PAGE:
Some continuation schools target specific groups, such as young people with dyslexia or young people with special needs.
Folk High Schools in Denmark (højskoler)
Folk high schools, among others, offer preparatory courses for young people without an upper secondary education:
- Folk high schools can be an integrated part of the EGU education programme, which is a two-year, individually planned, practical education programme aimed at young people below the age of 30 who are not in education, employment, or training and who do not have the qualifications to enrol in ordinary youth educations.
- Alternative to FGU: Municipalities are obliged to consider FGU for all young people below 25 years old without youth education or employment in the municipality. Some young people will benefit more from a stay at a folk high school, production school, municipal youth schools, or other non-formal learning offers.
- Folk high schools offer a mentoring programme for young people without an upper secondary education in the 17–25-year age group.
The National Agency for IT and Learning is responsible for a youth database (Ungedatabasen) containing information on young people’s education and employment status: admission, risk of dropping out, completion or discontinuation of studies, whether the young person has an instruction to begin education, the level of completed education, education and employment targets, etc.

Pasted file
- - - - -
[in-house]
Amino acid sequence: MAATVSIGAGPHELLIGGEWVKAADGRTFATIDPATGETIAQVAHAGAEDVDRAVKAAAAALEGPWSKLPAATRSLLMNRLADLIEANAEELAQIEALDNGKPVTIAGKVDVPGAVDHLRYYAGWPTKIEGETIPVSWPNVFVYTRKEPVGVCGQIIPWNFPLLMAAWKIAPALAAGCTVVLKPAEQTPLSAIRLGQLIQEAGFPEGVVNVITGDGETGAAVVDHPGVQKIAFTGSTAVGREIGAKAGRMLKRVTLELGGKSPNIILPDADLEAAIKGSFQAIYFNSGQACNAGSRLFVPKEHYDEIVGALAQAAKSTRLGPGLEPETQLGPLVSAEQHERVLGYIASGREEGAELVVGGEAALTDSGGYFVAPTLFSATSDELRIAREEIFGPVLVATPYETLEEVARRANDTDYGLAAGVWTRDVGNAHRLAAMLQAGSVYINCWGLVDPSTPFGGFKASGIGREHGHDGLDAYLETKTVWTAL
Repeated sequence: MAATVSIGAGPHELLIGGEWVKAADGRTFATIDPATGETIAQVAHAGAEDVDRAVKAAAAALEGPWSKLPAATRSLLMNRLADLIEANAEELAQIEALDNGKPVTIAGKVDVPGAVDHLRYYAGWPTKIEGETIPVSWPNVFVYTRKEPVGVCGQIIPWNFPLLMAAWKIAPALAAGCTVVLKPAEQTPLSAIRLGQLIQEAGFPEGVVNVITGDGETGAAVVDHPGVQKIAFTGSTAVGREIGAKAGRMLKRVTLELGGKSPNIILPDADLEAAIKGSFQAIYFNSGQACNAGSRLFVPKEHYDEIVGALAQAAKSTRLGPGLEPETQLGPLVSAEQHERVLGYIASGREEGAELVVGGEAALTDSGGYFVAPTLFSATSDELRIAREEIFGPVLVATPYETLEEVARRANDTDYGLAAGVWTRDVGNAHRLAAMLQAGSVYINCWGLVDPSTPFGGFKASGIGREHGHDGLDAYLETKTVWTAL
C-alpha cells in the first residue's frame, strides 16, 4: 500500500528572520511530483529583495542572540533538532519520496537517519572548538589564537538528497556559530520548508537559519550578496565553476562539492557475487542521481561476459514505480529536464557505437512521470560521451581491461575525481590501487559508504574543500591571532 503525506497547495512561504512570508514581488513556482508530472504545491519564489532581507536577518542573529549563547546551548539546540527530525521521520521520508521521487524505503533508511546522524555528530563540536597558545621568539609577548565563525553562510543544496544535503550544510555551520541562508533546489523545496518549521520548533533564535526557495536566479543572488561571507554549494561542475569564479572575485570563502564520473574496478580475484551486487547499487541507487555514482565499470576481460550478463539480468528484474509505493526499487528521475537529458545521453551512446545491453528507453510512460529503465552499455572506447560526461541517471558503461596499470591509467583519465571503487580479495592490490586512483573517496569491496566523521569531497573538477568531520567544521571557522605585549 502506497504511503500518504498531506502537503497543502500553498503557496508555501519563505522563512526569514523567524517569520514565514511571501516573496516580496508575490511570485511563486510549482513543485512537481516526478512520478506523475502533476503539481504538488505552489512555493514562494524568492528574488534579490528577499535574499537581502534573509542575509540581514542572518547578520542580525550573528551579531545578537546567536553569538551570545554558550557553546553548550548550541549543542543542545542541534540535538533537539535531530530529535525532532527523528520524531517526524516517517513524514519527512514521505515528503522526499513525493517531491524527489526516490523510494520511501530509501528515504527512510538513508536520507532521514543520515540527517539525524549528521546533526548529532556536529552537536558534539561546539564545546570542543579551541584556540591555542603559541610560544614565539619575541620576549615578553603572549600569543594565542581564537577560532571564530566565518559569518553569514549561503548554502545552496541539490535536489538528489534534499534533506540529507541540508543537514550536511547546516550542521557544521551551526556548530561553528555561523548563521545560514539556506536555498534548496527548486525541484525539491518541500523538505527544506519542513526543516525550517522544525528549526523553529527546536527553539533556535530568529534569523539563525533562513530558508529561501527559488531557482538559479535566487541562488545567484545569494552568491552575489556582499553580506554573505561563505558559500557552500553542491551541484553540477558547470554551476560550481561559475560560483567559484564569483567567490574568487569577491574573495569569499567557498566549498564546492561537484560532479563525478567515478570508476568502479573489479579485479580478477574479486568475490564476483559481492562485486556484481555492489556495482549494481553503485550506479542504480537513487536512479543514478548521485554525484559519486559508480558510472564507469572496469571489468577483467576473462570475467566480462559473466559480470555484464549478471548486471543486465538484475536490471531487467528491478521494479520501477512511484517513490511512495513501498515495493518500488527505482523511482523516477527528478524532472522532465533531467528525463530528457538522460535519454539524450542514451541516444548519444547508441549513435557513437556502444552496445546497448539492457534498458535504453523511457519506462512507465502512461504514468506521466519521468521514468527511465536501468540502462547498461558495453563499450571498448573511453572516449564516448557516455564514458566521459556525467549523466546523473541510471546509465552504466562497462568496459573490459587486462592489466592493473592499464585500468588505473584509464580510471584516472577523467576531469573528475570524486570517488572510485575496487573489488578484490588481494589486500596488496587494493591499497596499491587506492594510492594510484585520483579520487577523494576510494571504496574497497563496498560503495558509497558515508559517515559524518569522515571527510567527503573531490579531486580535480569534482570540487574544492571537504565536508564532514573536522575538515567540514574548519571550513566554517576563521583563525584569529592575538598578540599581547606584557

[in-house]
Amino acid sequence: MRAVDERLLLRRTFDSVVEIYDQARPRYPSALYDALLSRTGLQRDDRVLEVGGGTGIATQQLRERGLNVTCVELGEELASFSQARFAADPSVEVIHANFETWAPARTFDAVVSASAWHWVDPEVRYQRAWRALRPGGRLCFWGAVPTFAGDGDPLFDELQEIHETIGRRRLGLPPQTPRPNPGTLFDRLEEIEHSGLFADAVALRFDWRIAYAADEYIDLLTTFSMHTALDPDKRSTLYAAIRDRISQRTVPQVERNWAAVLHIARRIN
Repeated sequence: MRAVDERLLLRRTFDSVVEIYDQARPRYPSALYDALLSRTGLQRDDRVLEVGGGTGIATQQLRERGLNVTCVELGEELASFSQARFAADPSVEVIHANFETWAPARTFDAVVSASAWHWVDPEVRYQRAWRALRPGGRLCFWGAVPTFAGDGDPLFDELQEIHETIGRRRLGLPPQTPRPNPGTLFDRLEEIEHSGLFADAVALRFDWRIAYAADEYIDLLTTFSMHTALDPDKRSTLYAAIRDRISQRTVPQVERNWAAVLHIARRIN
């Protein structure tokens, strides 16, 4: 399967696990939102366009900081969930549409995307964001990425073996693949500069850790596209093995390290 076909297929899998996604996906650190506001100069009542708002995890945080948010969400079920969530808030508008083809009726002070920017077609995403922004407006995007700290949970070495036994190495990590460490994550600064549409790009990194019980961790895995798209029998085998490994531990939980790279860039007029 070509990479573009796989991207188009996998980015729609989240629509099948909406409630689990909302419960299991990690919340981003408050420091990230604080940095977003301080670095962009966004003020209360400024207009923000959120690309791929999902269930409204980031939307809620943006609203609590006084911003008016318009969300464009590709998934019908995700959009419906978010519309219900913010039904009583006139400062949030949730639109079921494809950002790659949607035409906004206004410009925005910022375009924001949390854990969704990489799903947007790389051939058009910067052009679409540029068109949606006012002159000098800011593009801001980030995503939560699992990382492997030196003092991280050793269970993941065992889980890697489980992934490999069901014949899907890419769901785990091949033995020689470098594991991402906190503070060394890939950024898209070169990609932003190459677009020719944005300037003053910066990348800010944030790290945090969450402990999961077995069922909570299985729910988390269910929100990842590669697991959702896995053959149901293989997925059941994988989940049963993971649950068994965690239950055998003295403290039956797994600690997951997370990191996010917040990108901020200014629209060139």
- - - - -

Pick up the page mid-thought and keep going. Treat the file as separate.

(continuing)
The information in the database is used to organise the municipal youth guidance units including the preparation of personal education plans or instructions to begin education (uddannelsespålæg). Data from several authorities ensures a cross-sectoral cooperation regarding ELET and ensures that municipalities and education institutions can initiate the proper measure for the young people.
Municipal councils, education institutions, and other public authorities are obliged to report to the database any education, training or employment activity for all young people in the 15-29 year age group without an upper secondary or higher education.
Furthermore, with the new preparatory basic education and training programme (FGU), a reform of the municipal measures has been implemented. The new municipal youth guidance units (kommunal ungeindsats) will be in charge of a unifying and coherent cross-sectoral measure that coordinates educational, social and employment initiatives. The tasks cover guidance, assessment of readiness for a youth education, arrangement of internship and outreach measures aimed at young people below 25 years. For a more detailed description of the municipal responsibility, see section 6.6.
Furthermore, the municipal youth guidance units are responsible for measures previously managed in municipal job centres. The measures are linked to the Act on Active Employment Measures (Lov om aktiv beskæftigelsesindsats, lov nr 548 af 17/05/2019), which obliges young people below the age of 30 on social assistance without an education leading to a vocational/professional qualification to participate in an offer, for instance a traineeship, after one month of unemployment.
This is the Danish implementation of EU’s youth guarantee.
Furthermore, the individual FGU education institutions are obliged to enter into a close cooperation with the local community, including local associational and business life. FGU education institutions are obliged to pay attention to and cooperate with relevant authorities when there are signs of radicalisation.